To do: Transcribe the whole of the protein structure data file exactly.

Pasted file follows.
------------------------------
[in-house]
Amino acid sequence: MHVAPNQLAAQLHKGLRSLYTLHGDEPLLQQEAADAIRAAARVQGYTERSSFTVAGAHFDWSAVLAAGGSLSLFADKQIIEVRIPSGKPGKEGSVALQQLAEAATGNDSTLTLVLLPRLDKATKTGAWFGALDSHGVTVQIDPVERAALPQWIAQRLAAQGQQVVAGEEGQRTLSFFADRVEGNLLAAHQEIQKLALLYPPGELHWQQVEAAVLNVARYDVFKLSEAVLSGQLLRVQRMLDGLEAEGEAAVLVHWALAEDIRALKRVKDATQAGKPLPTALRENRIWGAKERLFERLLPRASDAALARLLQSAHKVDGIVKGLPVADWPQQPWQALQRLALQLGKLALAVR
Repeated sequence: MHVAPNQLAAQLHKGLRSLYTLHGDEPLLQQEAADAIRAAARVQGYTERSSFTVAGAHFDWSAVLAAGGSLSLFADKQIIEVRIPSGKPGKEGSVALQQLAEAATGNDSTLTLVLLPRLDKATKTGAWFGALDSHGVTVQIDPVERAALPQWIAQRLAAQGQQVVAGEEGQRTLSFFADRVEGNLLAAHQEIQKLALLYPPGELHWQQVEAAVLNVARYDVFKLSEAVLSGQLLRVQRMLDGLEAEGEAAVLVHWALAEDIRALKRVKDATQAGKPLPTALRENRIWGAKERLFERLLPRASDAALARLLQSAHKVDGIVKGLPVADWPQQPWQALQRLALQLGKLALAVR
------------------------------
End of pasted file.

[in-house]
Amino acid sequence: MHVAPNQLAAQLHKGLRSLYTLHGDEPLLQQEAADAIRAAARVQGYTERSSFTVAGAHFDWSAVLAAGGSLSLFADKQIIEVRIPSGKPGKEGSVALQQLAEAATGNDSTLTLVLLPRLDKATKTGAWFGALDSHGVTVQIDPVERAALPQWIAQRLAAQGQQVVAGEEGQRTLSFFADRVEGNLLAAHQEIQKLALLYPPGELHWQQVEAAVLNVARYDVFKLSEAVLSGQLLRVQRMLDGLEAEGEAAVLVHWALAEDIRALKRVKDATQAGKPLPTALRENRIWGAKERLFERLLPRASDAALARLLQSAHKVDGIVKGLPVADWPQQPWQALQRLALQLGKLALAVR
Repeated sequence: MHVAPNQLAAQLHKGLRSLYTLHGDEPLLQQEAADAIRAAARVQGYTERSSFTVAGAHFDWSAVLAAGGSLSLFADKQIIEVRIPSGKPGKEGSVALQQLAEAATGNDSTLTLVLLPRLDKATKTGAWFGALDSHGVTVQIDPVERAALPQWIAQRLAAQGQQVVAGEEGQRTLSFFADRVEGNLLAAHQEIQKLALLYPPGELHWQQVEAAVLNVARYDVFKLSEAVLSGQLLRVQRMLDGLEAEGEAAVLVHWALAEDIRALKRVKDATQAGKPLPTALRENRIWGAKERLFERLLPRASDAALARLLQSAHKVDGIVKGLPVADWPQQPWQALQRLALQLGKLALAVR